“We know that consumers are looking for cost-effective ways to be creative in the kitchen and perhaps skip some of their usual dining out because of economic strain,” she explains. So it recently rolled out four new Restaurant Style Sides: Spinach Florentine, Brown Rice & Quinoa with Parmesan & Romano Sauce; Spring Veggies, Brown Rice & Quinoa with Garlic Basil Sauce; Roasted Root Vegetables with Garlic & Thyme; and Asparagus, Roasted Red Potatoes & Onions. For the younger set, the company recently debuted Green Giant Dino Veggie Tots. Later this year, says Thompson, it will launch Mini Veggie Tots as well.

Consumers seeking a more elevated at-home dining experience can also find options — particularly mac and cheese — from a variety of celebrity chefs. Guy Fieri’s new Flavortown lineup includes Sloppy Joe Mac & Cheese, Andrew Zimmern’s collection offers Pulled Pork Mac and Cheese, and the By Chef Ramsay range features Four Cheese Macaroni Bake as well as a Mushroom Risotto. All are available now exclusively at Walmart.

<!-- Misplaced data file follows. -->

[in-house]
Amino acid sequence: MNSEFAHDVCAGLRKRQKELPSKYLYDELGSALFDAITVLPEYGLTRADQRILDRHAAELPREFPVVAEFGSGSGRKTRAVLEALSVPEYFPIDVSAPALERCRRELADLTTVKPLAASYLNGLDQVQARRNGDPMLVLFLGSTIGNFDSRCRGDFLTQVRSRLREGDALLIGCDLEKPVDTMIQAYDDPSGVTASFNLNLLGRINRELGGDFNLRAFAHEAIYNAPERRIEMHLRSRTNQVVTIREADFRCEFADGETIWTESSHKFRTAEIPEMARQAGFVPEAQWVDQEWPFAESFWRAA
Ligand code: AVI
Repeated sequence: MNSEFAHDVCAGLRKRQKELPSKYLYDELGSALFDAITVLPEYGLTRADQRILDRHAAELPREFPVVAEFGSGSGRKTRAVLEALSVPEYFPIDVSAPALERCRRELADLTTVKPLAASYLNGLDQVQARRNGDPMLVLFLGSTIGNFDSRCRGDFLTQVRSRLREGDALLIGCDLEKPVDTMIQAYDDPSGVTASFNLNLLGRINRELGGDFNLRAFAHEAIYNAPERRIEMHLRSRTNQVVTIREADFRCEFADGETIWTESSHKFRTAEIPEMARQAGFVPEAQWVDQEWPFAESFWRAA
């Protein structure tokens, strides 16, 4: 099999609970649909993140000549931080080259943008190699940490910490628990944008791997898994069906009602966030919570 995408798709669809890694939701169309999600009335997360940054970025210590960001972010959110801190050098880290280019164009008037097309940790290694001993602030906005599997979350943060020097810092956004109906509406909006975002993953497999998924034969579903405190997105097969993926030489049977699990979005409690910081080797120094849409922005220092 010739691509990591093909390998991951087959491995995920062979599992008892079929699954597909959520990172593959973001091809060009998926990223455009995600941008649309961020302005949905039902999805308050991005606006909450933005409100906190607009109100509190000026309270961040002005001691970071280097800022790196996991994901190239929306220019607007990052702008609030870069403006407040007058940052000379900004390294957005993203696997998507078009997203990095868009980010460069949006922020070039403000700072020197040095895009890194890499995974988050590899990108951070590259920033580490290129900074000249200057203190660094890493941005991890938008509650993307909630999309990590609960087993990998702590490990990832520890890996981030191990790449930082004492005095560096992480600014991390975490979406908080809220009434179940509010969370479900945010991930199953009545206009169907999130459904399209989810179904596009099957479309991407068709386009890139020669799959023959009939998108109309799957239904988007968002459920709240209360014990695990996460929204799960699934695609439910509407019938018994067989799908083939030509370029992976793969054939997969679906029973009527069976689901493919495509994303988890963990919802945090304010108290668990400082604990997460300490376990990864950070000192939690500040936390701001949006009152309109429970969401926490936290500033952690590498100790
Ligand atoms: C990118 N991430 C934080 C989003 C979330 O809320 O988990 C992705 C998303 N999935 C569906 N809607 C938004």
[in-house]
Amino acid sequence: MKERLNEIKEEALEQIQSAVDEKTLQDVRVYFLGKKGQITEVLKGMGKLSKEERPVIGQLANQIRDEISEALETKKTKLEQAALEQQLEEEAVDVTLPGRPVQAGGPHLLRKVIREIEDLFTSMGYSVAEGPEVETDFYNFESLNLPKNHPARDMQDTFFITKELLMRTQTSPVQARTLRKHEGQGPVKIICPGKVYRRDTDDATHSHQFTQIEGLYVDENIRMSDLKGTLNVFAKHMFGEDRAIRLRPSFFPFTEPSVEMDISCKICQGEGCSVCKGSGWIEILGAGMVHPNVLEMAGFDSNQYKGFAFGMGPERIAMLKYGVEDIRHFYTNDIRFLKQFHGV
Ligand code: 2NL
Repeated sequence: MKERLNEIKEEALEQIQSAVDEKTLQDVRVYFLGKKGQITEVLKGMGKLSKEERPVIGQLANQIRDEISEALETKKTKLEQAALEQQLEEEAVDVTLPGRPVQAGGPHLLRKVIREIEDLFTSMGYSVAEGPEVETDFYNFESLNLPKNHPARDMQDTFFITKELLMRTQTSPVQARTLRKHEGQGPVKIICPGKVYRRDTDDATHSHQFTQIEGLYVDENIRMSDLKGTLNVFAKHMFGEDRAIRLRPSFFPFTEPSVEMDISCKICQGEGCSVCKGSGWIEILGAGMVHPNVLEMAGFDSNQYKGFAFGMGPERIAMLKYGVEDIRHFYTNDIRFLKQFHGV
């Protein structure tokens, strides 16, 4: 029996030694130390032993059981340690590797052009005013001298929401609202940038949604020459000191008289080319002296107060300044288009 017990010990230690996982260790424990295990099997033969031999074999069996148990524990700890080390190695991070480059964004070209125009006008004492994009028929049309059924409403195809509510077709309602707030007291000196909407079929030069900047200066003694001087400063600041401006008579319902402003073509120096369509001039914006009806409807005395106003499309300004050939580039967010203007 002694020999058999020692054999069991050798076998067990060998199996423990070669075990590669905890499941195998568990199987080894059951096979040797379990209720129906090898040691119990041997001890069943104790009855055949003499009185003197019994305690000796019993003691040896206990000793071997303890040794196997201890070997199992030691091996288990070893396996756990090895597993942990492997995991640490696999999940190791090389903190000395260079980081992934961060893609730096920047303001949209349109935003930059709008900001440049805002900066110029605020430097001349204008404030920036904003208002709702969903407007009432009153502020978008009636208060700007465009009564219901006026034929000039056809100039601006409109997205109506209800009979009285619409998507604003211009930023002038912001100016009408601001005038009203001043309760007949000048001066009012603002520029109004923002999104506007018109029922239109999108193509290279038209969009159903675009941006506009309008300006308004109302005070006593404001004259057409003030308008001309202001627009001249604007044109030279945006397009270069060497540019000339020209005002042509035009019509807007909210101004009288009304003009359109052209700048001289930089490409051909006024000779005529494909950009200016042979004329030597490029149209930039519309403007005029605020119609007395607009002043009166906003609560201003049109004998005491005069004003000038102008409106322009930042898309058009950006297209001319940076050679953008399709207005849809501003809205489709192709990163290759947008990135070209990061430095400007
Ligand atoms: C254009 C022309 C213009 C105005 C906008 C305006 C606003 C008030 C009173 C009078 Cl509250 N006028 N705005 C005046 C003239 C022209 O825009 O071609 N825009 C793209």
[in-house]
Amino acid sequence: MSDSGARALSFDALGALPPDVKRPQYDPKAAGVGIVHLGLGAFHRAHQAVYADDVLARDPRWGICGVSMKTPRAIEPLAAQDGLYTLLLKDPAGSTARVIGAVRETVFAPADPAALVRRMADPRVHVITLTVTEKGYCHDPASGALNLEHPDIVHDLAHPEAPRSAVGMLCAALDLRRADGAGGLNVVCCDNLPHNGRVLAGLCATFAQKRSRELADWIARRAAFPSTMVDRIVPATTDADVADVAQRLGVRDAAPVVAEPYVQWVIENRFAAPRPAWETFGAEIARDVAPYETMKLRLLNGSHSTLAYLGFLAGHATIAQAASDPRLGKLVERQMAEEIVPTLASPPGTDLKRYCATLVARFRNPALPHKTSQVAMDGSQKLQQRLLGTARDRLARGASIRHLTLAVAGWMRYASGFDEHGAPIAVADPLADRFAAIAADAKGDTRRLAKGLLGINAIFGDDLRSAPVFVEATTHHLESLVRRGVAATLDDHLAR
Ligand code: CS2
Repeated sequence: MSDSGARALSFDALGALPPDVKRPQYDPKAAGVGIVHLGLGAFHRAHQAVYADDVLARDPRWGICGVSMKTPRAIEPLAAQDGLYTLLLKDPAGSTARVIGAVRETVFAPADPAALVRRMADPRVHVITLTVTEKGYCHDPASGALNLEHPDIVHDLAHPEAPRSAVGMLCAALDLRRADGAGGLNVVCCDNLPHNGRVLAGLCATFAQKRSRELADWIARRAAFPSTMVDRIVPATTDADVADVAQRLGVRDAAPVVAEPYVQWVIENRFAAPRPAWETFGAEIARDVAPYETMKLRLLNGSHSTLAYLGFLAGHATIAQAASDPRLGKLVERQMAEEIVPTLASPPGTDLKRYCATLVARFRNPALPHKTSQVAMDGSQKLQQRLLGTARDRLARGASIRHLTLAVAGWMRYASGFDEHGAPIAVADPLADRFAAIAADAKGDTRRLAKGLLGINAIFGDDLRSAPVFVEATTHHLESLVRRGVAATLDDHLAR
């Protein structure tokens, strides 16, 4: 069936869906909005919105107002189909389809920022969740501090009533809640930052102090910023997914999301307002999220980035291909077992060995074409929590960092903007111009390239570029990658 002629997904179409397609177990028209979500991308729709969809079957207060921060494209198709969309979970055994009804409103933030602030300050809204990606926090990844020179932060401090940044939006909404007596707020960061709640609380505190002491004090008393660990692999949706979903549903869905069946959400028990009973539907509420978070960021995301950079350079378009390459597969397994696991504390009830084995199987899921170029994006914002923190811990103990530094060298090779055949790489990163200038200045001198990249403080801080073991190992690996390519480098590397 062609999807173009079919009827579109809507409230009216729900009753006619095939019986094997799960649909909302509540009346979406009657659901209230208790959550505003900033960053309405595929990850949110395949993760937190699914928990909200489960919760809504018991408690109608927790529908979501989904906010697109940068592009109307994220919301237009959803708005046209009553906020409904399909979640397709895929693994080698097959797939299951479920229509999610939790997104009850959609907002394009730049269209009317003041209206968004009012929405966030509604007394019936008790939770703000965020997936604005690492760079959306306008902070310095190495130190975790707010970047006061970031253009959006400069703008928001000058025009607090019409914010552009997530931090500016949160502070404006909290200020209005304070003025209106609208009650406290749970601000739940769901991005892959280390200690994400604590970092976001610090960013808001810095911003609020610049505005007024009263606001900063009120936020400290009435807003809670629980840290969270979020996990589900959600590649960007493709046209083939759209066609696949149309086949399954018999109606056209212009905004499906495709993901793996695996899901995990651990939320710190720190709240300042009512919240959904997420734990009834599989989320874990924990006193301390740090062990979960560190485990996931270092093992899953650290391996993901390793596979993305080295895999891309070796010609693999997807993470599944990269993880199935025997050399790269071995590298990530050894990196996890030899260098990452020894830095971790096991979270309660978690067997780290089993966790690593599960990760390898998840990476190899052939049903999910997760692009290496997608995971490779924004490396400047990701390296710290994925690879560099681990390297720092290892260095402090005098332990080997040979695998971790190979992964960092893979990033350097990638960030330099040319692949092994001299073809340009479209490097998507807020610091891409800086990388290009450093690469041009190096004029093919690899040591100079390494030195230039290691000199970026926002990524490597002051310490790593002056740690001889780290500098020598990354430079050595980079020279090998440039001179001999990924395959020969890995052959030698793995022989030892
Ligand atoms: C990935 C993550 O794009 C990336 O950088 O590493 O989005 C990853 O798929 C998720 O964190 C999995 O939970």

For consumers looking to elevate meals at home, Green Giant adds four new chef-inspired dishes to its Restaurant Style Sides collection.

Another famous face entering the side dish aisle is Kansas City Chiefs tight end Travis Kelce. Created in partnership with Vernon, Calif.-based Golden West Food Group, the new Travis Kelce’s Kitchen lineup offers a wide range of side dishes, including Bacon Mac & Cheese, BBQ Baked Beans with Burnt Ends, Brisket Burnt Ends with Mac & Cheese and BBQ Baked Beans with Sausage.
In addition, Dallas-based TGI Friday’s is adding Whiskey-Glazed Pulled Pork Mac & Cheese to its lineup.